Blue Friday Fodder: Seahawks Defense Losing in the 4th Quarter
Ask a Seahawks fan how they feel about their undefeated Seattle Seahawks, and they will likely tell you they are excited with a pause before adding, “but that defense….” It is true that Seahawks opponents have been exiting games with gaudy, stomach-churning, numbers. No defense has given up more yards or explosive passes than the Seahawks. They have been a historically bad pass defense thus far. It would be easy to assume this group is going to be a weakness all season. Peel back the numbers, though, and there is a case to be made some attainable changes could dramatically improve Seattle’s defense, and championship odds.
Symptoms of the problem
Seattle has surrendered 1,604 passing yards through four games. That is nearly 300 more yards than the second-worst defense in that statistic. Not only that, it is the most passing yards a defense has ever given up in the first four weeks of a season. The next closest was the 2011 New England Patriots, who have up 1,475. Seattle is running away with a record nobody wants to own.
They are also allowing 27.3 points per game. That would set a new franchise worst, beating the 1976 team record of 26.8 points per game set in the inaugural season. A side note: giving up that many points in that point suppressing era of the NFL is a truly terrible accomplishment.
Clues about the cause
The first instinct when you see players getting beat on the field is that there is a talent problem. Player X just stinks. Personnel is almost always a part of the issue when things are not going well on the field. Talent can cover up a lot of mistakes.
Take the case, though, of Shaquill Griffin. This was a player who was a Pro Bowl alternate last season and looked dreadful in getting torched in the Dallas game two weeks ago. He gave up 94 yards by himself in one drive in two plays. Against Miami, he was targeted six times and gave up no catches, while batting down two of those passes and intercepting a third. You will not find a better statistical performance in his career.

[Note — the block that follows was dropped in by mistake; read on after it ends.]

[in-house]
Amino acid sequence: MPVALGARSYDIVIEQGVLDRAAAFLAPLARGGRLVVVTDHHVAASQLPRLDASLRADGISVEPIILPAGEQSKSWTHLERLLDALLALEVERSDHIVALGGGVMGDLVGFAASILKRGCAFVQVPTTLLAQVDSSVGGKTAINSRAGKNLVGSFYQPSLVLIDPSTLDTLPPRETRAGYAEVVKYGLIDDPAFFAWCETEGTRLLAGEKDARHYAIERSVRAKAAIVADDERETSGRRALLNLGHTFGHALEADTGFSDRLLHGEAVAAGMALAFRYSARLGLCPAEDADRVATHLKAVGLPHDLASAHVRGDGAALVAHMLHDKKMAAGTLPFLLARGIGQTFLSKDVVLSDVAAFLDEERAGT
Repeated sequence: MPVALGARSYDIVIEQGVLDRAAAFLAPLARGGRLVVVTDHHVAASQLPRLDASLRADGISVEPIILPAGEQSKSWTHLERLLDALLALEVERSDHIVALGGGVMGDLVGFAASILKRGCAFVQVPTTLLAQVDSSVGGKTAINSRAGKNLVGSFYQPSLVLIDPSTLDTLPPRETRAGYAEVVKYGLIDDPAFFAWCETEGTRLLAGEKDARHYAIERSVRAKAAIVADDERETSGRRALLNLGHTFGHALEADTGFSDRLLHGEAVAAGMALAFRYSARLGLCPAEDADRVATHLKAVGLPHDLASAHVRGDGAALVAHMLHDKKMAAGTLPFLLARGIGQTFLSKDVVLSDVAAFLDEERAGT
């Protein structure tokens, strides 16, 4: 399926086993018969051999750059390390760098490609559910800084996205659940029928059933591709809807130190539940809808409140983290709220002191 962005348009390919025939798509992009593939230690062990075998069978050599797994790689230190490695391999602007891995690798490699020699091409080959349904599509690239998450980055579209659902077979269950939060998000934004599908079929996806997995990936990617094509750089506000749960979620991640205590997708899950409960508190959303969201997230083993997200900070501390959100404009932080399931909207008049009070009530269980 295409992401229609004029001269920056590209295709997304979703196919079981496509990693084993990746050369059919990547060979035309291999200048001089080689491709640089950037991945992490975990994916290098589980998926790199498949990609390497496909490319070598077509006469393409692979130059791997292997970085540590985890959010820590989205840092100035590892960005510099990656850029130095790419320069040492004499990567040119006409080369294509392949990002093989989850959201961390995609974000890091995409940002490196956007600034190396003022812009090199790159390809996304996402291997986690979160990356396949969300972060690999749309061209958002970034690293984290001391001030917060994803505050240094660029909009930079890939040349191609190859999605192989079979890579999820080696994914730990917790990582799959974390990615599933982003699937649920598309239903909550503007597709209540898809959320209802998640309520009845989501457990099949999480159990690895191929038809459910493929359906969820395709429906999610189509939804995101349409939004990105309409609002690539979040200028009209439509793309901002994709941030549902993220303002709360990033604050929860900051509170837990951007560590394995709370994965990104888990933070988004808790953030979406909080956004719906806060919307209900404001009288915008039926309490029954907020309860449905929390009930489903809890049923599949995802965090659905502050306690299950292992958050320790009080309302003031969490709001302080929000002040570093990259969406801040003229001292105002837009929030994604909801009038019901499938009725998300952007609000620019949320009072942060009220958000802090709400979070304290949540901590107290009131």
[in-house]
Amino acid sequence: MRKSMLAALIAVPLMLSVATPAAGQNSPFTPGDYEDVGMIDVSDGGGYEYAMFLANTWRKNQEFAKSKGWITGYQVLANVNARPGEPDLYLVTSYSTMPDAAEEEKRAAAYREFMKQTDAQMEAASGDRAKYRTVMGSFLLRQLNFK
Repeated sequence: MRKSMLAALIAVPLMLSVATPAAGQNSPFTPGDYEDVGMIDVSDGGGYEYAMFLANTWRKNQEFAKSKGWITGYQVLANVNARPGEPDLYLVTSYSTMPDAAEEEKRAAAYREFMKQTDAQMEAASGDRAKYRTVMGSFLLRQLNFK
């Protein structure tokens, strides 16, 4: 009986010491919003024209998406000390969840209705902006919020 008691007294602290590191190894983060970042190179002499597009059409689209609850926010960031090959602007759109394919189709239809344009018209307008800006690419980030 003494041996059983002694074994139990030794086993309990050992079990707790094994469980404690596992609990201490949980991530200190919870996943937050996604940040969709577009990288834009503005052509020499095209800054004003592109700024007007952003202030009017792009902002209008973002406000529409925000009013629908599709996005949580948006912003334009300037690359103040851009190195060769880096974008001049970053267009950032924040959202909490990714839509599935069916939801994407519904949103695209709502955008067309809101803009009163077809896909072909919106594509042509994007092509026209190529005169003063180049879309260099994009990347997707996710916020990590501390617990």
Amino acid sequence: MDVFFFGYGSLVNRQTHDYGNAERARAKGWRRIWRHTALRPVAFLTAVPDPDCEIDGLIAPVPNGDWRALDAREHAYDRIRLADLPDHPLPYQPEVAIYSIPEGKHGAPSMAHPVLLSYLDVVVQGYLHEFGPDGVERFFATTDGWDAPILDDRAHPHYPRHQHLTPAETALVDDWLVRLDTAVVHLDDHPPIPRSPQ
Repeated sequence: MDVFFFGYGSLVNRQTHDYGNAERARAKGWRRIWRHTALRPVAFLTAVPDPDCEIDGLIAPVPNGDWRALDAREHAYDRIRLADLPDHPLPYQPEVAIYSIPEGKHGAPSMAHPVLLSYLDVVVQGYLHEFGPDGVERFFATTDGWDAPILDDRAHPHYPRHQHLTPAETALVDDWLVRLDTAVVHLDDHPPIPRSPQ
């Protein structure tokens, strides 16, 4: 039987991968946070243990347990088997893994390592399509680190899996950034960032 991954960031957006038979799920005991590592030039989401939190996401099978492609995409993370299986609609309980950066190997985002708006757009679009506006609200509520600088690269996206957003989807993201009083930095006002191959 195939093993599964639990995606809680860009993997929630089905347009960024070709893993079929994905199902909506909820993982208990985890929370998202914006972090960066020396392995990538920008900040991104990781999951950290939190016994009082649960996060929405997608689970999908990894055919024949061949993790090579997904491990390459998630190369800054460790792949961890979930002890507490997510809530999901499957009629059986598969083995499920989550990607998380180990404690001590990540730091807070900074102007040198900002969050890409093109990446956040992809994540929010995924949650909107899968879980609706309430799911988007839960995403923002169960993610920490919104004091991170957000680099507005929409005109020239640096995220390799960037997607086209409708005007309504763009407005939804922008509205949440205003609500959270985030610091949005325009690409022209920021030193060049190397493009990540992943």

You don’t go from those extremes from one week to another without something changing. His talent is a constant in the equation. His opponent obviously changed, but Tre Flowers still gave up a similar amount of receptions as the week prior, so it was not just a bad opponent. There were other elements that changed. We will get back to that in a moment.
There were other differences between the week three defensive performance against Dallas and the week four performance against the Dolphins.
The Seahawks defense had been allowing opponents to score quickly during the first three weeks of the season. It took opponents an average of 3 minutes and 21 seconds to score. That ranked 21st in the NFL.
That changed in week four. Seattle forced Miami to take an average of 4 minutes and 40 seconds to score. That ranked 7th in the NFL.
That changed to 5 minutes and 4 seconds if you limit to the fourth quarter. Seattle had been allowing teams to score in 3 minutes and 12 seconds in the fourth quarter the previous three weeks.
The fourth quarter is worth spending a bit more time on.
Seattle has been ahead in every game so far this season. In fact, only two other teams have spent more time in front of their opponents than the Seahawks.
Their opponents have been in comeback mode in each game. Seattle has surrendered 331 passing yards and 3 touchdowns in the last five minutes of games while leading by more than a touchdown.
Opponents have thrown the ball 48 times in the last five minutes while trailing, 15 more pass plays than the nearest defense. That indicates at least part of the issue with the pass defense is driven by game script and volume of passes they are being asked to defend. Overall, 612 of the 1,604 passing yards (38%) the Seahawks defense has surrendered have occurred in the fourth quarter while leading.
Those garbage time touchdowns have a significant impact on the points allowed per game average. Take away those three opponent TDs when leading by 10+ points with less than 5 minutes to play, and the Seahawks opponent scoring average drops from 27.3 to 22 points per game.